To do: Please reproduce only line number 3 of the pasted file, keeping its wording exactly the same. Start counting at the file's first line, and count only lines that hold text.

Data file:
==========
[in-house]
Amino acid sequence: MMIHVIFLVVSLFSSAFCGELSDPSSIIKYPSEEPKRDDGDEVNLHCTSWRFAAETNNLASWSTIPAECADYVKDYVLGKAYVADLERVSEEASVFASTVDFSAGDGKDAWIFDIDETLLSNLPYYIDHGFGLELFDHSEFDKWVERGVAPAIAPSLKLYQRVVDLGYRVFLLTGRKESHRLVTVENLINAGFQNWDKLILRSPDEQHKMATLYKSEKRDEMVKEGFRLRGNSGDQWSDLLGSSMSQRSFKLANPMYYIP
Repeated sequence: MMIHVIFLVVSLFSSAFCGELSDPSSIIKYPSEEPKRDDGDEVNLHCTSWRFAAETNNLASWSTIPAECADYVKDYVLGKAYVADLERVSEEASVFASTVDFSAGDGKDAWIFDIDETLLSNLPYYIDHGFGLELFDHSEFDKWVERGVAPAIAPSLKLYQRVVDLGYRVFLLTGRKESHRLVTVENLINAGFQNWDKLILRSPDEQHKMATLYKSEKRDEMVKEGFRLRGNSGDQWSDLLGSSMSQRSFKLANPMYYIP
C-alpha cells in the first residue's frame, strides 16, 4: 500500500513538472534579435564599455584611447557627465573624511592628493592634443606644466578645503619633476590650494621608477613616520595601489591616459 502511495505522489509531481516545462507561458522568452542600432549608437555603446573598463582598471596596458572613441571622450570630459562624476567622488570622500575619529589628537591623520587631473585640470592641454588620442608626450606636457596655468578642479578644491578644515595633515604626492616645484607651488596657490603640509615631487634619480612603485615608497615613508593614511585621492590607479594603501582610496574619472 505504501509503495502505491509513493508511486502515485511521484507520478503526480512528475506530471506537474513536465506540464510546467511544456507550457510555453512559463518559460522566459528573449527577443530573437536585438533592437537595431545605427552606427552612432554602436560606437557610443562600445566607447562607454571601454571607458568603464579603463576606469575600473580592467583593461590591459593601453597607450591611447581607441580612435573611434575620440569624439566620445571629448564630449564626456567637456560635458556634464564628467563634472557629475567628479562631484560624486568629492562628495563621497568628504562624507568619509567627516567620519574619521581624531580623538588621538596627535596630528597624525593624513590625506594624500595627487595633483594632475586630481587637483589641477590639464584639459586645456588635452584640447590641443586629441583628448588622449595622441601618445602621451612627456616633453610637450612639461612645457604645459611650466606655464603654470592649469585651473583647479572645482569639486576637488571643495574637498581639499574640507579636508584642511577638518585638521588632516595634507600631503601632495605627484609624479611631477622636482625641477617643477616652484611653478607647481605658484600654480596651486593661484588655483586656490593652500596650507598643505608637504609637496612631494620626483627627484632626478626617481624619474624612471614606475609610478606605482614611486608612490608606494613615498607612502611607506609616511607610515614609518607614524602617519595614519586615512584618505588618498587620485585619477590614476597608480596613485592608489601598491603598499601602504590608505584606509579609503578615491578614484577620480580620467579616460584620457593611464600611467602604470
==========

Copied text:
Repeated sequence: MMIHVIFLVVSLFSSAFCGELSDPSSIIKYPSEEPKRDDGDEVNLHCTSWRFAAETNNLASWSTIPAECADYVKDYVLGKAYVADLERVSEEASVFASTVDFSAGDGKDAWIFDIDETLLSNLPYYIDHGFGLELFDHSEFDKWVERGVAPAIAPSLKLYQRVVDLGYRVFLLTGRKESHRLVTVENLINAGFQNWDKLILRSPDEQHKMATLYKSEKRDEMVKEGFRLRGNSGDQWSDLLGSSMSQRSFKLANPMYYIP